What sets the D3100 apart from all the other cameras above is this: set the camera in P (program) mode, auto white balance, -0.3 exposure compensation, slow flash sync mode (for people shots), auto distortion correction on (great!), auto chromatic aberrations correction on (great!), and you are set; now you can concentrate on the only aspect of photography that matters: composition, i.e. framing your shot in the best possible way. There must be a photography mantra that says, "thou shalt buy the D3100, and the D3100 will set you free." Now this is if you shot jpeg. If you shoot raw, you can then use a program like DXO, Aperture 3, or Adobe Photoshop Lightroom 3 to further play with the pictures. My workflow with the XSi was to shoot raw, then use DXO to batch process all the pics according to two settings: people (low contrast, no saturation added) and landscape (contrast, saturation, etc.). DXO would then batch-remove lens distortion, chromatic aberrations, vignetting, apply custom curves, change white balance when necessary, and apply its (almost magical) auto lighting settings to make the shots pop. For now DXO does not have a custom module for the D3100 (still too new of a camera), so I'm shooting jpeg for now. Once DXO adds the module for the D3100, I'll takes shots in both raw and jpeg fine and compare the jpegs straight out of the camera with the raw images processed with DXO. I'm curious to see the comparison.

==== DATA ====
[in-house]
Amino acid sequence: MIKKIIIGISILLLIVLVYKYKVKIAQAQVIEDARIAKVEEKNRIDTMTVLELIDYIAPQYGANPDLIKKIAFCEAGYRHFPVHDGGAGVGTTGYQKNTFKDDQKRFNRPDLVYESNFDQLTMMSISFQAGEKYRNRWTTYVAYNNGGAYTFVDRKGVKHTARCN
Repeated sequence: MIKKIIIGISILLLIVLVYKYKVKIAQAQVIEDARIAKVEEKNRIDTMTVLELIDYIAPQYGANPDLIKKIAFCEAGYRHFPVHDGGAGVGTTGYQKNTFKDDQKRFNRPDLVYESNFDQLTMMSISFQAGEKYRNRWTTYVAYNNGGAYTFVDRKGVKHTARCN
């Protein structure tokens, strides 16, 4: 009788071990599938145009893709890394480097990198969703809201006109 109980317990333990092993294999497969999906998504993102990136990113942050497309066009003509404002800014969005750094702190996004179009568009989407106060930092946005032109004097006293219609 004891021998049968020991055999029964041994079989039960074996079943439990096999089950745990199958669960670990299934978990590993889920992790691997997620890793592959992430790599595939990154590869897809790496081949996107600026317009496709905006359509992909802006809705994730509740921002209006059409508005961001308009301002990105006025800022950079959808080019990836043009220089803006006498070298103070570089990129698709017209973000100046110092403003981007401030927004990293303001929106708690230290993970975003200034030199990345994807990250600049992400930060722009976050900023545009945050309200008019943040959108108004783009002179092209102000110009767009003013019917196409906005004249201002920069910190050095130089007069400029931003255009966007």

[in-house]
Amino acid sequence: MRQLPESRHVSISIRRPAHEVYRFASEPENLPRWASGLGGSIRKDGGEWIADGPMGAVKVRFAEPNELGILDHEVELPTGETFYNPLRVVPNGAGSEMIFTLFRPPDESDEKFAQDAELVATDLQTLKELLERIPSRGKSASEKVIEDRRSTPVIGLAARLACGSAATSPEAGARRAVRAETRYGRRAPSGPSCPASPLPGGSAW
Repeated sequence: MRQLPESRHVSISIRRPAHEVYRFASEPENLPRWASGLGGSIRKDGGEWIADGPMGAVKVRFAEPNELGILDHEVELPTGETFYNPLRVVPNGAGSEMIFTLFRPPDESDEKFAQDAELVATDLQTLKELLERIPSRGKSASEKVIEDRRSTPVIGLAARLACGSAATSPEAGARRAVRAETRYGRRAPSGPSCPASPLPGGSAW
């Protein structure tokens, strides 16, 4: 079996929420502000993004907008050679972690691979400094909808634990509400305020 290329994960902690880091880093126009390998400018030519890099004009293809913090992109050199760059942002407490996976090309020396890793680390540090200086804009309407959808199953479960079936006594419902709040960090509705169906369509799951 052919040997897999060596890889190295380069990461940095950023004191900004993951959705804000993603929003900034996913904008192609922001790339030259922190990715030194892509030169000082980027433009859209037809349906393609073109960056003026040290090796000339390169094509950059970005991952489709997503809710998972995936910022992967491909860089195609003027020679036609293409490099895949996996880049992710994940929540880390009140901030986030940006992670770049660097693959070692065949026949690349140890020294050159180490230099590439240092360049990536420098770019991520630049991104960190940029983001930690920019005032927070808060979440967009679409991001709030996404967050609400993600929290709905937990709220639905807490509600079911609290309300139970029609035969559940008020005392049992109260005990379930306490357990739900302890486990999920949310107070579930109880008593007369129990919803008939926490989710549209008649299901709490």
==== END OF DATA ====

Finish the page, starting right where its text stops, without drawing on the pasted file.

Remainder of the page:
This is great, not only for you, but also for your non-photographer spouse; my XSi took phenomenal shots, but I had to know how to set it. Can you imagine me going to my non-photographer wife and say, "okay, when you take indoor shots of our kids, set the camera on A mode (Canons expose for ambient light in A mode and adjust flash for fill, that's great), +0.7 exposure compensation, ISO 400 or 800, white balance on cloudy, and shoot." My wife was lost at "okay." Sure the custom modes on the 40D would have helped, but the 40D is old technology; can it take 1080p video? I didn't think so. Plus, what lens are you going to use with the 40D? The 17-55 IS? Great lens, but who wants to spend $1,000 for a non-weather sealed 17-55 dust collector (google Canon 17-55 and dust)? Will 17-55 be enough for your telephoto shots? Your kids' baseball games? Didn't think so. What about the Canon 18-200? Sub-par quality, noisy, overpriced.

Back to the D3100. Auto white balance (the second most important thing after composition) works great, even indoor (no cloudy setting necessary), the only changes are extreme situations (outdoor shade, or indoor fluorescent or tungsten lights at night, but that is true with every camera. Why that is is beyond me; can't they make smarter cameras that account for these situations as well?); movie mode is excellent; yes, the mic is mono, but that's okay for family use (and that's why you buy this camera; if you are pro, you landed on the wrong page); if you really want to push it, you can use this camera for video, your iphone/ipod touch for audio with an app like FourTrack, and then sync video and audio in post with the excellent Singular Software Dual Eyes program. Your choice. Matter is: DSLR video can look awesome if used the right way, but keep in mind its limitations: jerky camera horizontal panning will give you the infamous jello effect (courtesy of the CMOS sensor), so pan slowly. You'll also have to play with autofocus vs manual focus settings sometimes; I've used the camera in autofocus; it has worked great so far.